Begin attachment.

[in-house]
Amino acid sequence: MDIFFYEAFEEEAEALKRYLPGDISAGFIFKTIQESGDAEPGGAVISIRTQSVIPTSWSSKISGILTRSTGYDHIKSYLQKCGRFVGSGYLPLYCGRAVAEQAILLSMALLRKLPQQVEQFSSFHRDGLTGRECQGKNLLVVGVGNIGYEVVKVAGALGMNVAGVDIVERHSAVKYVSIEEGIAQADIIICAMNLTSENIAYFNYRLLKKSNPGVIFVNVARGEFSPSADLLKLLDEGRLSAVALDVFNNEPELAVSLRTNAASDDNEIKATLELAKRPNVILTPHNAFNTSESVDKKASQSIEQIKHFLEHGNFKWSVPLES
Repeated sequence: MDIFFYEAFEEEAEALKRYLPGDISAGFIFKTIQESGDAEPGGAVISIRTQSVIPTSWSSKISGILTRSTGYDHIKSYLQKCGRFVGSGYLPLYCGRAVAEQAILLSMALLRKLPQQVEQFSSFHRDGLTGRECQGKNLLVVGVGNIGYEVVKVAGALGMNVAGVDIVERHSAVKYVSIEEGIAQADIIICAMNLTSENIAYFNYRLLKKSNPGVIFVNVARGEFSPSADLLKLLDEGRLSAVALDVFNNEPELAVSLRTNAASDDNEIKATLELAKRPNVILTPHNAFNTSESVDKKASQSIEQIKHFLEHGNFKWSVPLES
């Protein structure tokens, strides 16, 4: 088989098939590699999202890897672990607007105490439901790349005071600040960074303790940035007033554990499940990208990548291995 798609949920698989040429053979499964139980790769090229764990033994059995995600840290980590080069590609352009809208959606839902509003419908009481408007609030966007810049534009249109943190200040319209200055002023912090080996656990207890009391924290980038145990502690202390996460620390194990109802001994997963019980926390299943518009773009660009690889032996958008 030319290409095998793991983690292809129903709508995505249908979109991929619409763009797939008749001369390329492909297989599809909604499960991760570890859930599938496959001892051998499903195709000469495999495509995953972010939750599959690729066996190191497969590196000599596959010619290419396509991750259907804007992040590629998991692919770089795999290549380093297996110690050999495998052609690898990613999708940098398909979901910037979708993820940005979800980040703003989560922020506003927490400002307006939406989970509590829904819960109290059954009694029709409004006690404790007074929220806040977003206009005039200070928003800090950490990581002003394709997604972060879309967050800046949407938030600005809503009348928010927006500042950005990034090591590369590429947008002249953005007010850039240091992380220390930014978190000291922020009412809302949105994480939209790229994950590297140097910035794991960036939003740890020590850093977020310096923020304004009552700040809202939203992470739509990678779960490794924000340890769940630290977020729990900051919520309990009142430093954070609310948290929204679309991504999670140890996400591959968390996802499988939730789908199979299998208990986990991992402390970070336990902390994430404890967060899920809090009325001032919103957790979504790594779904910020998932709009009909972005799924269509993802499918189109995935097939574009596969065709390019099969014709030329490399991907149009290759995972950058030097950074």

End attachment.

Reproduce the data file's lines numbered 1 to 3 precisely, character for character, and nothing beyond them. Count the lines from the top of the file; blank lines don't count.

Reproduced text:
[in-house]
Amino acid sequence: MDIFFYEAFEEEAEALKRYLPGDISAGFIFKTIQESGDAEPGGAVISIRTQSVIPTSWSSKISGILTRSTGYDHIKSYLQKCGRFVGSGYLPLYCGRAVAEQAILLSMALLRKLPQQVEQFSSFHRDGLTGRECQGKNLLVVGVGNIGYEVVKVAGALGMNVAGVDIVERHSAVKYVSIEEGIAQADIIICAMNLTSENIAYFNYRLLKKSNPGVIFVNVARGEFSPSADLLKLLDEGRLSAVALDVFNNEPELAVSLRTNAASDDNEIKATLELAKRPNVILTPHNAFNTSESVDKKASQSIEQIKHFLEHGNFKWSVPLES
Repeated sequence: MDIFFYEAFEEEAEALKRYLPGDISAGFIFKTIQESGDAEPGGAVISIRTQSVIPTSWSSKISGILTRSTGYDHIKSYLQKCGRFVGSGYLPLYCGRAVAEQAILLSMALLRKLPQQVEQFSSFHRDGLTGRECQGKNLLVVGVGNIGYEVVKVAGALGMNVAGVDIVERHSAVKYVSIEEGIAQADIIICAMNLTSENIAYFNYRLLKKSNPGVIFVNVARGEFSPSADLLKLLDEGRLSAVALDVFNNEPELAVSLRTNAASDDNEIKATLELAKRPNVILTPHNAFNTSESVDKKASQSIEQIKHFLEHGNFKWSVPLES